x = np.random.normal(4, 2, N)
y = np.random.normal(3, 1, N)
c = x - y + np.random.normal(0, 5, N)

fig = plt.figure()
ax = fig.add_subplot(1, 1, 1, projection='scatter_density')
ax.scatter_density(x, y, c=c, vmin=-10, vmax=+10, cmap=plt.cm.RdYlBu)
ax.set_xlim(-5, 13)
ax.set_ylim(-5, 11)
fig.savefig('gaussian_color_coded.png')

Which produces the following output:

Result from the example script

Note that to keep performance as good as possible, the values from the c attribute are averaged inside each pixel of the density map, then the colormap is applied. This is a little different to what scatter would converge to in the limit of many points (since in that case it would apply the color to all the markers than average the colors).

Q&A

Isn’t this basically the same as datashader?

This follows the same ideas as datashader, but the aim of mpl-scatter-density is specifically to bring datashader-like functionality to Matplotlib users. Furthermore, mpl-scatter-density is intended to be very easy to install - for example it can be installed with pip. But if you have datashader installed and regularly use bokeh, mpl-scatter-density won’t do much for you. Note that if you are interested in datashader and Matplotlib together, there is a work in progress (pull request) by @tacaswell to create a Matplotlib artist similar to that in this package but powered by datashader.

What about vaex?

Vaex is a powerful package to visualize large datasets on N-dimensional grids, and therefore has some functionality that overlaps with what is here. However, the aim of mpl-scatter-density is just to provide a lightweight solution to make it easy for users already using Matplotlib to add scatter density maps to their plots rather than provide a complete environment for data visualization. I highly recommend that you take a look at Vaex and determine which approach is right for you!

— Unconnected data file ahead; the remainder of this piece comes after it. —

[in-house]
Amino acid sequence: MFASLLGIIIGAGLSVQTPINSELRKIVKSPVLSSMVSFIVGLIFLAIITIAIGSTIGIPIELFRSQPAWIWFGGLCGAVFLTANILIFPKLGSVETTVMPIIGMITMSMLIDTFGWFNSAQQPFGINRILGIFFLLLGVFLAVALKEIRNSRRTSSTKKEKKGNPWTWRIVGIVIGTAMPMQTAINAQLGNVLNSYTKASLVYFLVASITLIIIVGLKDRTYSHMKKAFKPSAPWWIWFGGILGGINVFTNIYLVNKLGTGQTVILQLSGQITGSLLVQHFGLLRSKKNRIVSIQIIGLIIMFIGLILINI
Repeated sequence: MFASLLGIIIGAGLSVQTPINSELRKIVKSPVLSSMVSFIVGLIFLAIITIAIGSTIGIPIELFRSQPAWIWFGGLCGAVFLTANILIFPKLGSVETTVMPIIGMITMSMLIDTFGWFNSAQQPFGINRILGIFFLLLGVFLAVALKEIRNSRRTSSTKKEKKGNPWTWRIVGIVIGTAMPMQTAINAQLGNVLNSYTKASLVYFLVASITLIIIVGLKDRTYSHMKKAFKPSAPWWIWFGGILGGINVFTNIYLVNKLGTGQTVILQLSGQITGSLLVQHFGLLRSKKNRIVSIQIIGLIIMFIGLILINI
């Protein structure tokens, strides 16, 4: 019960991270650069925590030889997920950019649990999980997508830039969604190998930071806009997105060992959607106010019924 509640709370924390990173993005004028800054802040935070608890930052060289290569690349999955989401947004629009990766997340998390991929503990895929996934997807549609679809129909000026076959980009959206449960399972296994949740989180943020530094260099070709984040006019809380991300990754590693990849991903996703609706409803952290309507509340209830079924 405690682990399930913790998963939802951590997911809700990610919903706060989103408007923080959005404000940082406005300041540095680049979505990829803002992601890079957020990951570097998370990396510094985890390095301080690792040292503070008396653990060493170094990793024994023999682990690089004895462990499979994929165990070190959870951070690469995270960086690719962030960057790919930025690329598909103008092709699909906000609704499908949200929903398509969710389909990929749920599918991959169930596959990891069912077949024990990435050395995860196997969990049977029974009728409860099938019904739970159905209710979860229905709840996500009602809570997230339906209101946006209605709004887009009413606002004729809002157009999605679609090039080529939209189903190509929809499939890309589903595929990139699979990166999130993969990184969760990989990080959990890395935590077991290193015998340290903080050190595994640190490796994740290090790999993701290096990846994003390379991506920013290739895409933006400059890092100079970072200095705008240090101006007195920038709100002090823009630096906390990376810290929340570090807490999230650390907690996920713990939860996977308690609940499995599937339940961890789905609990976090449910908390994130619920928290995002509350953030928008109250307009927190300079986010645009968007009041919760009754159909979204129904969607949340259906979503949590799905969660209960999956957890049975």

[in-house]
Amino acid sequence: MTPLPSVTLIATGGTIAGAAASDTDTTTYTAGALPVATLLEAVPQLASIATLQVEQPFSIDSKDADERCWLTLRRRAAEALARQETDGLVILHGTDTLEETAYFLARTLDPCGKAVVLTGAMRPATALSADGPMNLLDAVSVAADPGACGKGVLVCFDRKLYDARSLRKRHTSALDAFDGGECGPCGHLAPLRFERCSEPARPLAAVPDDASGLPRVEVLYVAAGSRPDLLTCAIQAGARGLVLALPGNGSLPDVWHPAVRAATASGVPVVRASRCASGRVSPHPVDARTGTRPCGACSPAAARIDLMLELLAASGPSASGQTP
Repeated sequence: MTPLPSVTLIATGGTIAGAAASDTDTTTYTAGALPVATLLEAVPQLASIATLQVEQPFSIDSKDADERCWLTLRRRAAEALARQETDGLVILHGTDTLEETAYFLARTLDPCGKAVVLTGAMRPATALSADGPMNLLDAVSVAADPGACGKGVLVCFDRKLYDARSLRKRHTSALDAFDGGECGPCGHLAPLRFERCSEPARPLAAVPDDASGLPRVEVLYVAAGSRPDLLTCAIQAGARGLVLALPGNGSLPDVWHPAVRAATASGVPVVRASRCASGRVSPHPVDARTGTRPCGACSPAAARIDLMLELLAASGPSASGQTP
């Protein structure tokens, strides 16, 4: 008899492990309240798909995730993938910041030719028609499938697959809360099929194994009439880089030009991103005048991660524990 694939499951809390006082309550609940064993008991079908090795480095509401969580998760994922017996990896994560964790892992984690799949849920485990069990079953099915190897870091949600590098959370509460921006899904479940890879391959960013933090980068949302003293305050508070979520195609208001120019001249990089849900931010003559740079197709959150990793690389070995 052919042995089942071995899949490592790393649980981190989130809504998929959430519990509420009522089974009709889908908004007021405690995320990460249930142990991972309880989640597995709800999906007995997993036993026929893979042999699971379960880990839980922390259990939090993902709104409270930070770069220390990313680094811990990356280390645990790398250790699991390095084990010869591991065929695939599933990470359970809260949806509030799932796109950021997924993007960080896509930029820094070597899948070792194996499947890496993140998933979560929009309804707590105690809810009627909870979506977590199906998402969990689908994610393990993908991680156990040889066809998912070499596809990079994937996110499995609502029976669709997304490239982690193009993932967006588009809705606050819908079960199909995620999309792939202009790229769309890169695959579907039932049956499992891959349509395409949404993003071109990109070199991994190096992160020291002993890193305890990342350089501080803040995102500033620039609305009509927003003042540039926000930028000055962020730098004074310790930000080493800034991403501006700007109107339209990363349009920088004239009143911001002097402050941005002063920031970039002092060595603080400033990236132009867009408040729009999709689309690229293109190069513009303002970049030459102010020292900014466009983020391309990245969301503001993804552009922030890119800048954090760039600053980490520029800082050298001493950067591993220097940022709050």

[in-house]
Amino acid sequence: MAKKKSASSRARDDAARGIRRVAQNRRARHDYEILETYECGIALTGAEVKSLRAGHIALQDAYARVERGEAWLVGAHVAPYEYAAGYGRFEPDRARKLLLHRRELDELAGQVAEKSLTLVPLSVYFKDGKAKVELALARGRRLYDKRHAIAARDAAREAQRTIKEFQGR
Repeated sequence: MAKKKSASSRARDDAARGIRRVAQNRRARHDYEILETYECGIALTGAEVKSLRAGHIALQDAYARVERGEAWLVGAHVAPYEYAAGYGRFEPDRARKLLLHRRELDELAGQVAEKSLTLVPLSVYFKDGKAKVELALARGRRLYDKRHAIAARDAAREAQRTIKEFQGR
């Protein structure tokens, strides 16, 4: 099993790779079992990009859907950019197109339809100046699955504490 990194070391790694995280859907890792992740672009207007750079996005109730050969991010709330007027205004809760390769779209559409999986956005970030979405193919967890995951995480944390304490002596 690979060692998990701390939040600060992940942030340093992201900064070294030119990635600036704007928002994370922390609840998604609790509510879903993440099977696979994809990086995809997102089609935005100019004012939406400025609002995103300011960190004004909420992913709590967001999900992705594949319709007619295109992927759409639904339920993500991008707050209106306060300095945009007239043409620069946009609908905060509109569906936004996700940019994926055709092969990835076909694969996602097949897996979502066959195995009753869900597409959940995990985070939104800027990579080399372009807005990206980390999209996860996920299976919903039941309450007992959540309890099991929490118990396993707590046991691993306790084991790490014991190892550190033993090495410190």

Why on earth have you defined scatter_density as a projection?

If you are a Matplotlib developer: I truly am sorry for distorting the intended purpose of projection :blush:. But you have to admit that it’s a pretty convenient way to have users get a custom Axes sub-class even if it has nothing to do with actual projection!

Where do you see this going?

There are a number of things we could add to this package, for example a way to plot density maps as contours, or a way to color code each point by a third quantity and have that reflected in the density map. If you have ideas, please open issues, and even better contribute a pull request! :smile:

Can I contribute?

I’m glad you asked - of course you are very welcome to contribute! If you have some ideas, you can open issues or create a pull request directly. Even if you don’t have time to contribute actual code changes, I would love to hear from you if you are having issues using this package.

Running tests

To run the tests, you will need pytest and the pytest-mpl plugin. You can then run the tests with:

pytest mpl_scatter_density --mpl